"Is that why you've never told the mirror for me?"

Moss looks at Therru in the firelight: the breasts beginning to push out the front of her dress, the long hair, the red ruin that was half a face. Other things you couldn't see that might give pause to fishermen of Gont. "No, dearie," she says, "no, no, no, no."


"Perhaps I want to know." Therru stands on a stool, taking the bowl from a shelf that Moss finds hard to reach now. "No one will believe I want to know these things."

"Your mother wouldn't like this," Moss says.

"I can make her understand." Therru steps down. "It does work, doesn't it? Hatha."

Her name is an assertion of will. "Put the bowl by the hearth," says Moss, "and fetch some water. You've seen me do this before. Step lively if you want to see your future husband."

Therru dips into the barrel that holds the day's supply. She brings the pitcher, brimming.

They wait as the bowl calms into a flat surface. It still moves with the shadows of the fire across the ceiling. "Kneel down," Moss instructs. She throws a handful of herbs on the fire. Her eyes sting at the smoke. "Bend your head. Look into the water."


"Nothing." Therru stands. Her head stays tilted forward, screened by her hair and the flickering firelight.

"Well, now." Moss kneads her hands. "It doesn't always work, dearie."

Moss moves to pick up the bowl and empty it back into the barrel; no need to waste good water. Therru stops her. "Can I keep it for a while?" she says.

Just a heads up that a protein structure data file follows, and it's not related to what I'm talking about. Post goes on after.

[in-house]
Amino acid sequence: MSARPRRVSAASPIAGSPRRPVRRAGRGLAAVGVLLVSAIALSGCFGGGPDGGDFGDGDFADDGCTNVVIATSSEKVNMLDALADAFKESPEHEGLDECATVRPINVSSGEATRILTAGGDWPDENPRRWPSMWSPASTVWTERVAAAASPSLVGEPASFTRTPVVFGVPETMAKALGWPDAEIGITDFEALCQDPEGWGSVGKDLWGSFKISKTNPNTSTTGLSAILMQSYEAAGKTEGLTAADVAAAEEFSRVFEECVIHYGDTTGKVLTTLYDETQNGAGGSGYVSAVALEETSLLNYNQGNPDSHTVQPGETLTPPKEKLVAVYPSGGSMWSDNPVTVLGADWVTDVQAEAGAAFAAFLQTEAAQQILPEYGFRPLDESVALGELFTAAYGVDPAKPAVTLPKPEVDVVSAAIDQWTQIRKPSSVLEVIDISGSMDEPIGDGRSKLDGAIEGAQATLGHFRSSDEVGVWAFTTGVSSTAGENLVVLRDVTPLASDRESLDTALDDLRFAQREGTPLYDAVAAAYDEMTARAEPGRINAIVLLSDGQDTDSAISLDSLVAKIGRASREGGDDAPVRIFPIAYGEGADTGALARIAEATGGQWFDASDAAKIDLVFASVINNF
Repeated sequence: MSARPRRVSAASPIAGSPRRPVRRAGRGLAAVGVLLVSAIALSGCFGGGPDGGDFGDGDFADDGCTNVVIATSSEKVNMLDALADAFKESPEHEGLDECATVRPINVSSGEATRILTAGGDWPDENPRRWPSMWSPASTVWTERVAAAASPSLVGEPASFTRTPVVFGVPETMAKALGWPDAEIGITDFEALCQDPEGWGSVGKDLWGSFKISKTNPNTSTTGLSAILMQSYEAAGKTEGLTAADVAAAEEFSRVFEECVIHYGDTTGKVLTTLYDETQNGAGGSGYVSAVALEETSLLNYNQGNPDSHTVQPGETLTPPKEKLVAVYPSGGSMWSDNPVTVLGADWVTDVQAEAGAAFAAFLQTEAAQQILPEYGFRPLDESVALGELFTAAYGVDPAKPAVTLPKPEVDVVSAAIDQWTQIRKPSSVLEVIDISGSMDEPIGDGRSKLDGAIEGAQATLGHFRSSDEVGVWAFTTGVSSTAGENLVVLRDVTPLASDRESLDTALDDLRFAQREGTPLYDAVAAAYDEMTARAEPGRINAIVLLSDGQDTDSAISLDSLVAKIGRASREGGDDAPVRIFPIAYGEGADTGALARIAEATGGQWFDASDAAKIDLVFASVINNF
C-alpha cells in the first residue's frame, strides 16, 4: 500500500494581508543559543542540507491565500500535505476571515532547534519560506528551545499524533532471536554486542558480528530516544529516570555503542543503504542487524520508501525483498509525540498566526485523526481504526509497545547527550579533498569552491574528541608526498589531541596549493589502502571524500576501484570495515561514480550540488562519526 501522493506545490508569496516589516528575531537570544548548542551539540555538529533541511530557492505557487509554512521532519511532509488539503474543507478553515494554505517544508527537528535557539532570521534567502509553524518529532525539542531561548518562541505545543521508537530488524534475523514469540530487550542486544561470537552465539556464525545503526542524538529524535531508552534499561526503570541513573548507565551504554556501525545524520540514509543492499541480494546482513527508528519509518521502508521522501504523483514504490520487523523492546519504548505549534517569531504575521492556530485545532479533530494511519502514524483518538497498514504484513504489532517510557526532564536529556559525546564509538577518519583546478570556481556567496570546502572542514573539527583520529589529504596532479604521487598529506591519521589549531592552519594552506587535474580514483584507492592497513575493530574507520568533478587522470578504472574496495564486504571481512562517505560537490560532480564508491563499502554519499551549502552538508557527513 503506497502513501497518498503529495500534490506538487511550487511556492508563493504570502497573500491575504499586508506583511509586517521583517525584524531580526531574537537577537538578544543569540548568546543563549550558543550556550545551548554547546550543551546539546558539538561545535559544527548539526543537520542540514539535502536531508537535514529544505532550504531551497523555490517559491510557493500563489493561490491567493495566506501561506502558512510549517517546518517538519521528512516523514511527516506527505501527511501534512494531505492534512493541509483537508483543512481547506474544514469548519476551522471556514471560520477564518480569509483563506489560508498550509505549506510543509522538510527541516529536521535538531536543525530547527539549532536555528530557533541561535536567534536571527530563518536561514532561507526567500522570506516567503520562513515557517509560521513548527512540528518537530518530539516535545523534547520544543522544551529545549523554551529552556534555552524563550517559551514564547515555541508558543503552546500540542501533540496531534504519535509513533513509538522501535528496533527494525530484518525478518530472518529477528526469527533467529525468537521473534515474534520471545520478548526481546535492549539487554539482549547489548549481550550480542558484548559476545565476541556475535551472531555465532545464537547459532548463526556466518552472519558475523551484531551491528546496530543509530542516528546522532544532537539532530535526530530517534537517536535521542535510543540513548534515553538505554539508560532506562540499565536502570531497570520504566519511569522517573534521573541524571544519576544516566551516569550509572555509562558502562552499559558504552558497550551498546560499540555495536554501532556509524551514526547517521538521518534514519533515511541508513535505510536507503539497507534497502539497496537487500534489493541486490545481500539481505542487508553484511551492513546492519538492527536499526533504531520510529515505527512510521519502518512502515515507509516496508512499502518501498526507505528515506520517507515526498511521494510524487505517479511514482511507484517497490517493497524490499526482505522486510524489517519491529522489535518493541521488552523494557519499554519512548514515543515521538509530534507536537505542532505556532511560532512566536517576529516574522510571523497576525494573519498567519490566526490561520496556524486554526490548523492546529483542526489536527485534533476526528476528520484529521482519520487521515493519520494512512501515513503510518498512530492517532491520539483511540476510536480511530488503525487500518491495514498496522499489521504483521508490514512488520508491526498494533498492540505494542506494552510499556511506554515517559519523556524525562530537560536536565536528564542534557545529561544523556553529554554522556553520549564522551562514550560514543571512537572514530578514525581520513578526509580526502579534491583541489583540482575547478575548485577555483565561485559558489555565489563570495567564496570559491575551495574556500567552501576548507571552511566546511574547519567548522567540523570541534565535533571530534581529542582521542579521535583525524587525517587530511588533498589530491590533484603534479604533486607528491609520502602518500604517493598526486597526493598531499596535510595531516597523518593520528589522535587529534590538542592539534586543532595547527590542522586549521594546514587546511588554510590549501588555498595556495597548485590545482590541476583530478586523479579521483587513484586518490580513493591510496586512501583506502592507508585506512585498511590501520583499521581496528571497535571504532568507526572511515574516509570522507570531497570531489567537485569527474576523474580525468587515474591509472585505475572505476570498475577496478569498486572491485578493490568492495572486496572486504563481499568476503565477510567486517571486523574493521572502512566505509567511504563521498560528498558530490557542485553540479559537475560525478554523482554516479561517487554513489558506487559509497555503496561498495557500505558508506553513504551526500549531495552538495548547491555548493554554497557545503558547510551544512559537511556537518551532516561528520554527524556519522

Moss shrugs. She settles back into her chair. She watches Therru, but Therru does not say any more. The smoke from the herbs is drowsily sweet. Her eyelids become heavy.

Therru stands staring into the fire. Its patterns form and separate against the back of the grate. How can she explain what she saw in the mirror? Moss only knows a handful of little words in the language that she would need to tell it truthfully. Without the proper words, having to translate clumsily, it would sound like one of the stories told by fishermen when they get into their cups.

The mirror is empty now, save for the room it keeps reflecting. But the face is as clear as though still laid out before her. She could never have described the elongated features, pure crimson and etched like a sword made by a master smith; or the wise eyes that held the flame of ancient stars; or the sheen like the dawn over the ocean; or how beautiful she was, how impossibly lovely.


Aunty Moss has gone to bed. Therru sits, wrapped in the coverlet, on her pallet by the hearth. She sips at the wine that was poured earlier for her parents' fortune, and that Moss said Therru was too young to drink. Far below crash waves that have journeyed all the way from Selidor to come to Gont.

Out on the cliffs, under her own star, she hears the cries that must have filled the air when Soléa first broke the surface of the ocean. Thousands of seabirds descending, a storm of white wings in a red dawn. Finding their feet on the streaming rocks as the sun looked for the first time upon the rings of the Archipelago. And then lifting again, dazzled, to fly from one lit island to the next.

Some must have flown further still. Flown to explore the sky that they had never fully seen, having, until then, known only of the water.